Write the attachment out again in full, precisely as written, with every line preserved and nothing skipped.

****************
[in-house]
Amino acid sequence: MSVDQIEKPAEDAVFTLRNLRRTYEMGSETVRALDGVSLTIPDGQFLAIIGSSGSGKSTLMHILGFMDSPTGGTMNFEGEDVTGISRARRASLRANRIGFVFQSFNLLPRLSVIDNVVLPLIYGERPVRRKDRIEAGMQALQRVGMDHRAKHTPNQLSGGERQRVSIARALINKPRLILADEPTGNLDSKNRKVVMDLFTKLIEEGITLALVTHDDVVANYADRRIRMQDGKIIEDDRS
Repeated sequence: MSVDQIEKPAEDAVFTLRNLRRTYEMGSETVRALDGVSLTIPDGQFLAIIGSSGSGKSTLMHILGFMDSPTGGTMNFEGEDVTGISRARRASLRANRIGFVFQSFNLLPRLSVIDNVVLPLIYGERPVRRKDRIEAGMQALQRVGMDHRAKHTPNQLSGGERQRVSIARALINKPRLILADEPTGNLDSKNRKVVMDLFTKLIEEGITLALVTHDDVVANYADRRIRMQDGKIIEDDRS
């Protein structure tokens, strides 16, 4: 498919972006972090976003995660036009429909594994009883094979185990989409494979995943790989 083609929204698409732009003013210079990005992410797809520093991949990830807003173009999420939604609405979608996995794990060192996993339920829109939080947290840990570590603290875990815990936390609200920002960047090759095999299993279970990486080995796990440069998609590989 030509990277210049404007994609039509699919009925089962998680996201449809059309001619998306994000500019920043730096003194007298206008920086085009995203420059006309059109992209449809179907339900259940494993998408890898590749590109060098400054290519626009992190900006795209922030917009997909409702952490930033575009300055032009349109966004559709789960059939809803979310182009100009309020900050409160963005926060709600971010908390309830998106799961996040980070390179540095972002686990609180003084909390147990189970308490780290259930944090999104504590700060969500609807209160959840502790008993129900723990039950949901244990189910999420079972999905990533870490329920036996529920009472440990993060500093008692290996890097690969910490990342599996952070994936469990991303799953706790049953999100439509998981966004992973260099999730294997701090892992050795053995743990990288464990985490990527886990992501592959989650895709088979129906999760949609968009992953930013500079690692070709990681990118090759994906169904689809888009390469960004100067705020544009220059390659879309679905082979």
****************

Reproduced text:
[in-house]
Amino acid sequence: MSVDQIEKPAEDAVFTLRNLRRTYEMGSETVRALDGVSLTIPDGQFLAIIGSSGSGKSTLMHILGFMDSPTGGTMNFEGEDVTGISRARRASLRANRIGFVFQSFNLLPRLSVIDNVVLPLIYGERPVRRKDRIEAGMQALQRVGMDHRAKHTPNQLSGGERQRVSIARALINKPRLILADEPTGNLDSKNRKVVMDLFTKLIEEGITLALVTHDDVVANYADRRIRMQDGKIIEDDRS
Repeated sequence: MSVDQIEKPAEDAVFTLRNLRRTYEMGSETVRALDGVSLTIPDGQFLAIIGSSGSGKSTLMHILGFMDSPTGGTMNFEGEDVTGISRARRASLRANRIGFVFQSFNLLPRLSVIDNVVLPLIYGERPVRRKDRIEAGMQALQRVGMDHRAKHTPNQLSGGERQRVSIARALINKPRLILADEPTGNLDSKNRKVVMDLFTKLIEEGITLALVTHDDVVANYADRRIRMQDGKIIEDDRS
């Protein structure tokens, strides 16, 4: 498919972006972090976003995660036009429909594994009883094979185990989409494979995943790989 083609929204698409732009003013210079990005992410797809520093991949990830807003173009999420939604609405979608996995794990060192996993339920829109939080947290840990570590603290875990815990936390609200920002960047090759095999299993279970990486080995796990440069998609590989 030509990277210049404007994609039509699919009925089962998680996201449809059309001619998306994000500019920043730096003194007298206008920086085009995203420059006309059109992209449809179907339900259940494993998408890898590749590109060098400054290519626009992190900006795209922030917009997909409702952490930033575009300055032009349109966004559709789960059939809803979310182009100009309020900050409160963005926060709600971010908390309830998106799961996040980070390179540095972002686990609180003084909390147990189970308490780290259930944090999104504590700060969500609807209160959840502790008993129900723990039950949901244990189910999420079972999905990533870490329920036996529920009472440990993060500093008692290996890097690969910490990342599996952070994936469990991303799953706790049953999100439509998981966004992973260099999730294997701090892992050795053995743990990288464990985490990527886990992501592959989650895709088979129906999760949609968009992953930013500079690692070709990681990118090759994906169904689809888009390469960004100067705020544009220059390659879309679905082979």